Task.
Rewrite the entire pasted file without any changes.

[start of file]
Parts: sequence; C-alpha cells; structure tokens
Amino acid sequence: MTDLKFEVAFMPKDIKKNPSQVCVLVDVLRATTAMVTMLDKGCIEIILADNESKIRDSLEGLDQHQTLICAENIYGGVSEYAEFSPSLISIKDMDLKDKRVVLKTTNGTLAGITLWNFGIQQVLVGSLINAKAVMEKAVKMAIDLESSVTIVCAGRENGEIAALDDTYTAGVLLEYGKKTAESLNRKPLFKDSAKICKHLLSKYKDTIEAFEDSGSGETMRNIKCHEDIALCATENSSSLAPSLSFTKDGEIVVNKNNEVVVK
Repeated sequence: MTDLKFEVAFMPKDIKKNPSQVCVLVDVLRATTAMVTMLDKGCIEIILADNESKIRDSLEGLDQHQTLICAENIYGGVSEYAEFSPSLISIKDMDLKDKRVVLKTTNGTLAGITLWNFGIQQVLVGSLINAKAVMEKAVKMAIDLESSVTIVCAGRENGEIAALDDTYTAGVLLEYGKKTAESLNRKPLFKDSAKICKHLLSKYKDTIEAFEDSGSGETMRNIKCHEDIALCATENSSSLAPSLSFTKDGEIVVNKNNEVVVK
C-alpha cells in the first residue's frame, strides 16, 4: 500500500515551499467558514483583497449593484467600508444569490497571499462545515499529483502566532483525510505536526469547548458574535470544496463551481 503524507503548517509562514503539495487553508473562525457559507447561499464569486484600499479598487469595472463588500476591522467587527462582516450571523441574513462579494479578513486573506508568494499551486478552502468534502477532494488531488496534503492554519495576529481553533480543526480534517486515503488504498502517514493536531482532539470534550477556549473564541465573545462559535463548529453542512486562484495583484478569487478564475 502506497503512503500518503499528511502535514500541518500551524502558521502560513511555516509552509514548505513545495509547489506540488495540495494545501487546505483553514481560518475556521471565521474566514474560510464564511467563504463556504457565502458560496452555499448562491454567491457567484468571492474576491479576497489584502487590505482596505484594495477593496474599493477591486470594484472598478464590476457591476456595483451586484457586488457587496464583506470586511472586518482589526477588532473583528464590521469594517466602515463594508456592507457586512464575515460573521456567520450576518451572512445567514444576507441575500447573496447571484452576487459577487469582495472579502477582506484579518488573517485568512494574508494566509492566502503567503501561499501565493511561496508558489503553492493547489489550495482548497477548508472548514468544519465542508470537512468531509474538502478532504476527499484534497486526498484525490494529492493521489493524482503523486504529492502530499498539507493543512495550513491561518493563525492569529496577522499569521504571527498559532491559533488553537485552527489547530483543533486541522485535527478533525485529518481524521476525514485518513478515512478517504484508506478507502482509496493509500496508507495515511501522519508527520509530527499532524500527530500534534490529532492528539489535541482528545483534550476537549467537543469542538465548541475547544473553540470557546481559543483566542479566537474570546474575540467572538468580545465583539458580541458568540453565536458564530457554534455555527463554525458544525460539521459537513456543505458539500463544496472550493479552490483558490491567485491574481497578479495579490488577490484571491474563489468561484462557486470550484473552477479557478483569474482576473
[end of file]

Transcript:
Parts: sequence; C-alpha cells; structure tokens
Amino acid sequence: MTDLKFEVAFMPKDIKKNPSQVCVLVDVLRATTAMVTMLDKGCIEIILADNESKIRDSLEGLDQHQTLICAENIYGGVSEYAEFSPSLISIKDMDLKDKRVVLKTTNGTLAGITLWNFGIQQVLVGSLINAKAVMEKAVKMAIDLESSVTIVCAGRENGEIAALDDTYTAGVLLEYGKKTAESLNRKPLFKDSAKICKHLLSKYKDTIEAFEDSGSGETMRNIKCHEDIALCATENSSSLAPSLSFTKDGEIVVNKNNEVVVK
Repeated sequence: MTDLKFEVAFMPKDIKKNPSQVCVLVDVLRATTAMVTMLDKGCIEIILADNESKIRDSLEGLDQHQTLICAENIYGGVSEYAEFSPSLISIKDMDLKDKRVVLKTTNGTLAGITLWNFGIQQVLVGSLINAKAVMEKAVKMAIDLESSVTIVCAGRENGEIAALDDTYTAGVLLEYGKKTAESLNRKPLFKDSAKICKHLLSKYKDTIEAFEDSGSGETMRNIKCHEDIALCATENSSSLAPSLSFTKDGEIVVNKNNEVVVK
C-alpha cells in the first residue's frame, strides 16, 4: 500500500515551499467558514483583497449593484467600508444569490497571499462545515499529483502566532483525510505536526469547548458574535470544496463551481 503524507503548517509562514503539495487553508473562525457559507447561499464569486484600499479598487469595472463588500476591522467587527462582516450571523441574513462579494479578513486573506508568494499551486478552502468534502477532494488531488496534503492554519495576529481553533480543526480534517486515503488504498502517514493536531482532539470534550477556549473564541465573545462559535463548529453542512486562484495583484478569487478564475 502506497503512503500518503499528511502535514500541518500551524502558521502560513511555516509552509514548505513545495509547489506540488495540495494545501487546505483553514481560518475556521471565521474566514474560510464564511467563504463556504457565502458560496452555499448562491454567491457567484468571492474576491479576497489584502487590505482596505484594495477593496474599493477591486470594484472598478464590476457591476456595483451586484457586488457587496464583506470586511472586518482589526477588532473583528464590521469594517466602515463594508456592507457586512464575515460573521456567520450576518451572512445567514444576507441575500447573496447571484452576487459577487469582495472579502477582506484579518488573517485568512494574508494566509492566502503567503501561499501565493511561496508558489503553492493547489489550495482548497477548508472548514468544519465542508470537512468531509474538502478532504476527499484534497486526498484525490494529492493521489493524482503523486504529492502530499498539507493543512495550513491561518493563525492569529496577522499569521504571527498559532491559533488553537485552527489547530483543533486541522485535527478533525485529518481524521476525514485518513478515512478517504484508506478507502482509496493509500496508507495515511501522519508527520509530527499532524500527530500534534490529532492528539489535541482528545483534550476537549467537543469542538465548541475547544473553540470557546481559543483566542479566537474570546474575540467572538468580545465583539458580541458568540453565536458564530457554534455555527463554525458544525460539521459537513456543505458539500463544496472550493479552490483558490491567485491574481497578479495579490488577490484571491474563489468561484462557486470550484473552477479557478483569474482576473